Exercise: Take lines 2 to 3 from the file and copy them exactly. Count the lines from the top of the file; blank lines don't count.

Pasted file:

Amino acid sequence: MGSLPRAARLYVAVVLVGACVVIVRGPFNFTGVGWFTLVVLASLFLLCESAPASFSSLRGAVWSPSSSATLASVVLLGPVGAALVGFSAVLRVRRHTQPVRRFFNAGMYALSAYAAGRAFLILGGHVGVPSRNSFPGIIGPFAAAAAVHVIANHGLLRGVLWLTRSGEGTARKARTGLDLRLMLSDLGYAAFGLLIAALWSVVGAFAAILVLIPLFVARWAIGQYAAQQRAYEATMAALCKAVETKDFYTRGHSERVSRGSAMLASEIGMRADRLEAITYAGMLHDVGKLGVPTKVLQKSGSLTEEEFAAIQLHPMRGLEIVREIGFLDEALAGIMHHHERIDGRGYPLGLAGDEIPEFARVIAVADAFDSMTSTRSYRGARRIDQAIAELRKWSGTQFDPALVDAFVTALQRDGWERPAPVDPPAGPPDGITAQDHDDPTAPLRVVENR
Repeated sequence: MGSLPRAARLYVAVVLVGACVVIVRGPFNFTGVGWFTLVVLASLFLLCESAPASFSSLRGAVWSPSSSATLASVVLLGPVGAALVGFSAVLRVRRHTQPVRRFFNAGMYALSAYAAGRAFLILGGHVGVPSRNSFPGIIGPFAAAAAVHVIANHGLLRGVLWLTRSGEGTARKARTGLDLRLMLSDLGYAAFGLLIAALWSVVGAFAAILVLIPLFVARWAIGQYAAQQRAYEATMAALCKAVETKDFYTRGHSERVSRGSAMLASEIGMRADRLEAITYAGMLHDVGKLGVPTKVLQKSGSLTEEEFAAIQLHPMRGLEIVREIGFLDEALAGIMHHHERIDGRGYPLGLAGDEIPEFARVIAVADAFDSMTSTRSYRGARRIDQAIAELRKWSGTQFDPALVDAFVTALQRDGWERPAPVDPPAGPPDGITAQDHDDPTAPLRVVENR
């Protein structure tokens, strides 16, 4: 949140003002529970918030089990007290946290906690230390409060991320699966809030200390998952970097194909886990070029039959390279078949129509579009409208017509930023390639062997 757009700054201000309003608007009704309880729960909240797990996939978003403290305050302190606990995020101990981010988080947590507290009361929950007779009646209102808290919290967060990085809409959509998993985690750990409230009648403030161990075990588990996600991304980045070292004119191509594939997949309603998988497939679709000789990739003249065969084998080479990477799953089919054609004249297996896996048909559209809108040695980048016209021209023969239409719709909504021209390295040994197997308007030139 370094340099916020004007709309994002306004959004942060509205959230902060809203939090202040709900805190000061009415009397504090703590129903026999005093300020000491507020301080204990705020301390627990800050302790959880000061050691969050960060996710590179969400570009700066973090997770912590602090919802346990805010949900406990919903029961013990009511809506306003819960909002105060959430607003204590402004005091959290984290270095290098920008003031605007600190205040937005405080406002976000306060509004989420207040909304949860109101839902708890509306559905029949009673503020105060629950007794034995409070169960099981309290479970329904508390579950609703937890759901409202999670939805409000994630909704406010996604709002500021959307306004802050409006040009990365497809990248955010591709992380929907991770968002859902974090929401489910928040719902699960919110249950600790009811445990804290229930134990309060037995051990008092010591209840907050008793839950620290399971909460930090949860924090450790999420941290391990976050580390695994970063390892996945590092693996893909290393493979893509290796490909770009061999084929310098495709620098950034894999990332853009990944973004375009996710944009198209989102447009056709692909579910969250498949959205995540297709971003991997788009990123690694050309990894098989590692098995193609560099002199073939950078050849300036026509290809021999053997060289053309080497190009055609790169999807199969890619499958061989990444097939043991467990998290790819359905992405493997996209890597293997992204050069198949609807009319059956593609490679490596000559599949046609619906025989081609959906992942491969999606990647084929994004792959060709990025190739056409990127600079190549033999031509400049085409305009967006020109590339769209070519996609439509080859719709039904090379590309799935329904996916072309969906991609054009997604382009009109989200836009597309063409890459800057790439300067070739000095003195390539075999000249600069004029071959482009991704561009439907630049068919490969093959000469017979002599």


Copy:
Repeated sequence: MGSLPRAARLYVAVVLVGACVVIVRGPFNFTGVGWFTLVVLASLFLLCESAPASFSSLRGAVWSPSSSATLASVVLLGPVGAALVGFSAVLRVRRHTQPVRRFFNAGMYALSAYAAGRAFLILGGHVGVPSRNSFPGIIGPFAAAAAVHVIANHGLLRGVLWLTRSGEGTARKARTGLDLRLMLSDLGYAAFGLLIAALWSVVGAFAAILVLIPLFVARWAIGQYAAQQRAYEATMAALCKAVETKDFYTRGHSERVSRGSAMLASEIGMRADRLEAITYAGMLHDVGKLGVPTKVLQKSGSLTEEEFAAIQLHPMRGLEIVREIGFLDEALAGIMHHHERIDGRGYPLGLAGDEIPEFARVIAVADAFDSMTSTRSYRGARRIDQAIAELRKWSGTQFDPALVDAFVTALQRDGWERPAPVDPPAGPPDGITAQDHDDPTAPLRVVENR
């Protein structure tokens, strides 16, 4: 949140003002529970918030089990007290946290906690230390409060991320699966809030200390998952970097194909886990070029039959390279078949129509579009409208017509930023390639062997 757009700054201000309003608007009704309880729960909240797990996939978003403290305050302190606990995020101990981010988080947590507290009361929950007779009646209102808290919290967060990085809409959509998993985690750990409230009648403030161990075990588990996600991304980045070292004119191509594939997949309603998988497939679709000789990739003249065969084998080479990477799953089919054609004249297996896996048909559209809108040695980048016209021209023969239409719709909504021209390295040994197997308007030139 370094340099916020004007709309994002306004959004942060509205959230902060809203939090202040709900805190000061009415009397504090703590129903026999005093300020000491507020301080204990705020301390627990800050302790959880000061050691969050960060996710590179969400570009700066973090997770912590602090919802346990805010949900406990919903029961013990009511809506306003819960909002105060959430607003204590402004005091959290984290270095290098920008003031605007600190205040937005405080406002976000306060509004989420207040909304949860109101839902708890509306559905029949009673503020105060629950007794034995409070169960099981309290479970329904508390579950609703937890759901409202999670939805409000994630909704406010996604709002500021959307306004802050409006040009990365497809990248955010591709992380929907991770968002859902974090929401489910928040719902699960919110249950600790009811445990804290229930134990309060037995051990008092010591209840907050008793839950620290399971909460930090949860924090450790999420941290391990976050580390695994970063390892996945590092693996893909290393493979893509290796490909770009061999084929310098495709620098950034894999990332853009990944973004375009996710944009198209989102447009056709692909579910969250498949959205995540297709971003991997788009990123690694050309990894098989590692098995193609560099002199073939950078050849300036026509290809021999053997060289053309080497190009055609790169999807199969890619499958061989990444097939043991467990998290790819359905992405493997996209890597293997992204050069198949609807009319059956593609490679490596000559599949046609619906025989081609959906992942491969999606990647084929994004792959060709990025190739056409990127600079190549033999031509400049085409305009967006020109590339769209070519996609439509080859719709039904090379590309799935329904996916072309969906991609054009997604382009009109989200836009597309063409890459800057790439300067070739000095003195390539075999000249600069004029071959482009991704561009439907630049068919490969093959000469017979002599």